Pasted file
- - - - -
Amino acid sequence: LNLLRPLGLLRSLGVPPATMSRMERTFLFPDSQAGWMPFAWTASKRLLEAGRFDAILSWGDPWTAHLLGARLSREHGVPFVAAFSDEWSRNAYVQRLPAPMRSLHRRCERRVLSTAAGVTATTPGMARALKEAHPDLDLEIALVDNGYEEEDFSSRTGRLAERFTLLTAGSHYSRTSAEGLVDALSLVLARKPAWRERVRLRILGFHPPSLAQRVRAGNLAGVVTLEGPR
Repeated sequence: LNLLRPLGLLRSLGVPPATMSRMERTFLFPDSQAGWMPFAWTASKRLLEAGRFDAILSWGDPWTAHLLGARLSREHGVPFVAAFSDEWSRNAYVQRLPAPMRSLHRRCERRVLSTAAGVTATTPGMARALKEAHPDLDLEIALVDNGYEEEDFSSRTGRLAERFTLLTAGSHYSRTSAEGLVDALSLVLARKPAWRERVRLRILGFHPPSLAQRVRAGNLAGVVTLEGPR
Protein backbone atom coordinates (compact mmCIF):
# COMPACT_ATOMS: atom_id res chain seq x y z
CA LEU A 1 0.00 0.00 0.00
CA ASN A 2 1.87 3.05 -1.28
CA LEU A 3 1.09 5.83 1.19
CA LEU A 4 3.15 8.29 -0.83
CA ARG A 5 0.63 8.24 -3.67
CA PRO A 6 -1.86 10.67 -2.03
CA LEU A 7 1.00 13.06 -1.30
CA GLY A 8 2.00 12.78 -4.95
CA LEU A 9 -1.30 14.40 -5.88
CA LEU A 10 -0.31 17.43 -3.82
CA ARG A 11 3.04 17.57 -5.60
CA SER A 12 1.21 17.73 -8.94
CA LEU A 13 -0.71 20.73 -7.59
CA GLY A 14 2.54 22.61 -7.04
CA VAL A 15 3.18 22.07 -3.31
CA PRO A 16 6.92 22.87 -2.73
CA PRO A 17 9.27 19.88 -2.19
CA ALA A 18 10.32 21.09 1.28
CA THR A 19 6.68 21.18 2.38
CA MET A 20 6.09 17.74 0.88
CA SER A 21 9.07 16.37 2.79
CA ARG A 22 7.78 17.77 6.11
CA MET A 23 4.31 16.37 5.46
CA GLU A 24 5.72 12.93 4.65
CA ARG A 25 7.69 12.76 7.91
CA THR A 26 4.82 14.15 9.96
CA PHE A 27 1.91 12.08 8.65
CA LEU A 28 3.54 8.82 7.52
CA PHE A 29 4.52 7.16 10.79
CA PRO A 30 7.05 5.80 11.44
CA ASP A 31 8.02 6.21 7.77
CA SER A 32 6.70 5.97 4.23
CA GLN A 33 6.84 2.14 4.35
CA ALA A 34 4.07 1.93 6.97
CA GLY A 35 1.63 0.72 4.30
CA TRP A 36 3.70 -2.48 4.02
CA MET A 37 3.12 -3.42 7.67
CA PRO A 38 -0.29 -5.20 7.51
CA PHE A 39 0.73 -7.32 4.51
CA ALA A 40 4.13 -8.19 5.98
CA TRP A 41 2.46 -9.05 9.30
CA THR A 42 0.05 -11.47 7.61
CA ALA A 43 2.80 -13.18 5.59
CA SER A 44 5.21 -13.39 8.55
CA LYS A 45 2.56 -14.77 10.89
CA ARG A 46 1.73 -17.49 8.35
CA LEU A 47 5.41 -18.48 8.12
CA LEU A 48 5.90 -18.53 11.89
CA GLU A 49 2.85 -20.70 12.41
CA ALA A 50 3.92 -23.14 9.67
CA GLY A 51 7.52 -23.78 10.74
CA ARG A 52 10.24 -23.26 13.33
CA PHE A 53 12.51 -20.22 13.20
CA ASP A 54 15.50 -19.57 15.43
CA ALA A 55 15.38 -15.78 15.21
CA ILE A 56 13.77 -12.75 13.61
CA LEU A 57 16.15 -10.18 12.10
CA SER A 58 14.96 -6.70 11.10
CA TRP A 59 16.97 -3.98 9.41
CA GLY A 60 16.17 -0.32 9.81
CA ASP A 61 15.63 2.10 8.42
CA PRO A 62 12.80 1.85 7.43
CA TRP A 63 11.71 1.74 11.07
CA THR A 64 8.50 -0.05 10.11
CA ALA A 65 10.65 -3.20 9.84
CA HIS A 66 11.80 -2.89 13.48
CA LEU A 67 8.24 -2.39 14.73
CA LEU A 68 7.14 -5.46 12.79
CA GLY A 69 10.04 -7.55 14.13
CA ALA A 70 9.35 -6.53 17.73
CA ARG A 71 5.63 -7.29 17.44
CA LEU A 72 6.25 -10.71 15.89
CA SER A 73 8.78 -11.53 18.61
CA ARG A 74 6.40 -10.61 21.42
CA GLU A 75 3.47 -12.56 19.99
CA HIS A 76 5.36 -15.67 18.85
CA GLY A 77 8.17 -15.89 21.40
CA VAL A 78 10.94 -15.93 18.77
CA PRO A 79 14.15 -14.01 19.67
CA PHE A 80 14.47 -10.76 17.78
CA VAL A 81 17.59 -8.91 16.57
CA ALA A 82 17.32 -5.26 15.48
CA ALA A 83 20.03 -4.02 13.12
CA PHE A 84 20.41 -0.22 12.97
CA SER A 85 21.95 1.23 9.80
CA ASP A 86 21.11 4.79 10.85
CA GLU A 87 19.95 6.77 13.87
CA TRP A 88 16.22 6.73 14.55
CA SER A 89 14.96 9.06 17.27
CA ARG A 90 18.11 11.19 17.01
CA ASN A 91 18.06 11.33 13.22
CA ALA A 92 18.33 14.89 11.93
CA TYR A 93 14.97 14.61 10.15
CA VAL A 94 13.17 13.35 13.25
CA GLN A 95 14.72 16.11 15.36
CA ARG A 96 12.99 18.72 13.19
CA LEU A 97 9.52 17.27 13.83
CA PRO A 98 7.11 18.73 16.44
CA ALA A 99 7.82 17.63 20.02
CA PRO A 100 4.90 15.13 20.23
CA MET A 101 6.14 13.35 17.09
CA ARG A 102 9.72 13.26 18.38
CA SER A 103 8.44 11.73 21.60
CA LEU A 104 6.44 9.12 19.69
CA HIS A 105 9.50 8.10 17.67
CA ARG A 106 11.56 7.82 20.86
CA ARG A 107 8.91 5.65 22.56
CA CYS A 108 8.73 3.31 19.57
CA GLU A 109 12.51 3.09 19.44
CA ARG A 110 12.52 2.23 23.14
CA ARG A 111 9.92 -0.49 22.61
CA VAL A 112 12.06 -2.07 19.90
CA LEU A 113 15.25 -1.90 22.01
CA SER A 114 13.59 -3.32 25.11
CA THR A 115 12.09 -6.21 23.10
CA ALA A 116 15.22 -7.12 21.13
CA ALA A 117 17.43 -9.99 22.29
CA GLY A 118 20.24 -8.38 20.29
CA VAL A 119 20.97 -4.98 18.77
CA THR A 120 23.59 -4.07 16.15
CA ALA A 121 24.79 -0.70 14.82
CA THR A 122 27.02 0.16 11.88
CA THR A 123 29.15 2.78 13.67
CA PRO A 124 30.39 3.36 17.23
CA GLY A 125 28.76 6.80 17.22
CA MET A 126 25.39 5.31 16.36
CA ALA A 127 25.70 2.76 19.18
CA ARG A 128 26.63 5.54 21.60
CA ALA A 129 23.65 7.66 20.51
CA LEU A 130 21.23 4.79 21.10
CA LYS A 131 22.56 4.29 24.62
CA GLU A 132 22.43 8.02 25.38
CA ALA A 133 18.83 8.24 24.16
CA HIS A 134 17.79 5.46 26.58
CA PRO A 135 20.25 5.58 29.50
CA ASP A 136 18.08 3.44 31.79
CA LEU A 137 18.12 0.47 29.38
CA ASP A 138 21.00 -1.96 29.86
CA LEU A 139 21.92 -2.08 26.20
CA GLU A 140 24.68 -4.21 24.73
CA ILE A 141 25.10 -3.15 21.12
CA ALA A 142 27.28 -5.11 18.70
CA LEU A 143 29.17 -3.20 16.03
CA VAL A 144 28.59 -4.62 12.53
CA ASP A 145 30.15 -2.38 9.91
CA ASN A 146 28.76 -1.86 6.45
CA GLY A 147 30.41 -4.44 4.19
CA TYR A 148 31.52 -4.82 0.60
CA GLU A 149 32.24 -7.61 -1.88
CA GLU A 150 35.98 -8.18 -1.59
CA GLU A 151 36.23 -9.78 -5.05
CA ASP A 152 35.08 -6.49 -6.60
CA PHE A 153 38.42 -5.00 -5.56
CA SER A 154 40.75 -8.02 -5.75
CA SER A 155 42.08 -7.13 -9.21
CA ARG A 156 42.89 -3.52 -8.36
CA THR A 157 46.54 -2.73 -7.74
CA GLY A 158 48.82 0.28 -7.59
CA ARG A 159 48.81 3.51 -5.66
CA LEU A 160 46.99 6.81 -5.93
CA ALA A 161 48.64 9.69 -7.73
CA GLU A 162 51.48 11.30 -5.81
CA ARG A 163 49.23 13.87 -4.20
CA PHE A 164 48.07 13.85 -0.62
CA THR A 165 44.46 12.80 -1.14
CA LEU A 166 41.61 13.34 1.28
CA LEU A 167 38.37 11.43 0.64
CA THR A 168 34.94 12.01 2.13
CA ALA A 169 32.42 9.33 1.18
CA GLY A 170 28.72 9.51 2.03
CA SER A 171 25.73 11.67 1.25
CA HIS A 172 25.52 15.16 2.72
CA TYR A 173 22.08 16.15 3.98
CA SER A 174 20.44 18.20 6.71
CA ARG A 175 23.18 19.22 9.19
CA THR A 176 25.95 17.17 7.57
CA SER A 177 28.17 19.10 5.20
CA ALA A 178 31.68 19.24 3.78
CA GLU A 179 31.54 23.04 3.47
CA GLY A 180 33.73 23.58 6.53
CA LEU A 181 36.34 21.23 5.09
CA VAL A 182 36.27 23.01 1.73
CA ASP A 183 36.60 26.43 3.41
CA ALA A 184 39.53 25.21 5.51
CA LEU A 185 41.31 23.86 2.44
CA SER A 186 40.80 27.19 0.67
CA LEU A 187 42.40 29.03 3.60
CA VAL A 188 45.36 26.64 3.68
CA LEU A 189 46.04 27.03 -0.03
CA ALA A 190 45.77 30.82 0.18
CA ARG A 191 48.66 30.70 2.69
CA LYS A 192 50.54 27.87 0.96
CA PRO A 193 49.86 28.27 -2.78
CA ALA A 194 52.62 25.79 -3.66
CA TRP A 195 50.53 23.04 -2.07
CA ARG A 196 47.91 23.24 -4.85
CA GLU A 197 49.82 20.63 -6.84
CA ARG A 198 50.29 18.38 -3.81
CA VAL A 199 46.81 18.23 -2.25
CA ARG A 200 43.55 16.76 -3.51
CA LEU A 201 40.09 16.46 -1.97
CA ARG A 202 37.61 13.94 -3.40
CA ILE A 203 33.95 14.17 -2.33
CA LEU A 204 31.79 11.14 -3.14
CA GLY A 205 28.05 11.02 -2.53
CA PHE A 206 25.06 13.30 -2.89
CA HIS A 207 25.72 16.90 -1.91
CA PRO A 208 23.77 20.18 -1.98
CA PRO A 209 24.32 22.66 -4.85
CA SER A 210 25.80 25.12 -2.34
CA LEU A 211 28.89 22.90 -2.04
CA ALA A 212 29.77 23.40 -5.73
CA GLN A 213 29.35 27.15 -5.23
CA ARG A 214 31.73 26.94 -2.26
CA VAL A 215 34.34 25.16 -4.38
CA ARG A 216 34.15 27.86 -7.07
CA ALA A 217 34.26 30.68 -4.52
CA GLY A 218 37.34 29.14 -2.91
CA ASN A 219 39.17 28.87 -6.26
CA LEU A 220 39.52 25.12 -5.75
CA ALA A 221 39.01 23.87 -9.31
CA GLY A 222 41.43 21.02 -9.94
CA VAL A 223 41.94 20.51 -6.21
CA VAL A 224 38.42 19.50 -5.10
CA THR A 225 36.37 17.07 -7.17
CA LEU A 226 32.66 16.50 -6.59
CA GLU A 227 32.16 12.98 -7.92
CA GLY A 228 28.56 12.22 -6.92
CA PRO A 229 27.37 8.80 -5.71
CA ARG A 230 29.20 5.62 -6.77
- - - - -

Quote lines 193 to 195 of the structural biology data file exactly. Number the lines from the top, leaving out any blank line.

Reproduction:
CA LEU A 189 46.04 27.03 -0.03
CA ALA A 190 45.77 30.82 0.18
CA ARG A 191 48.66 30.70 2.69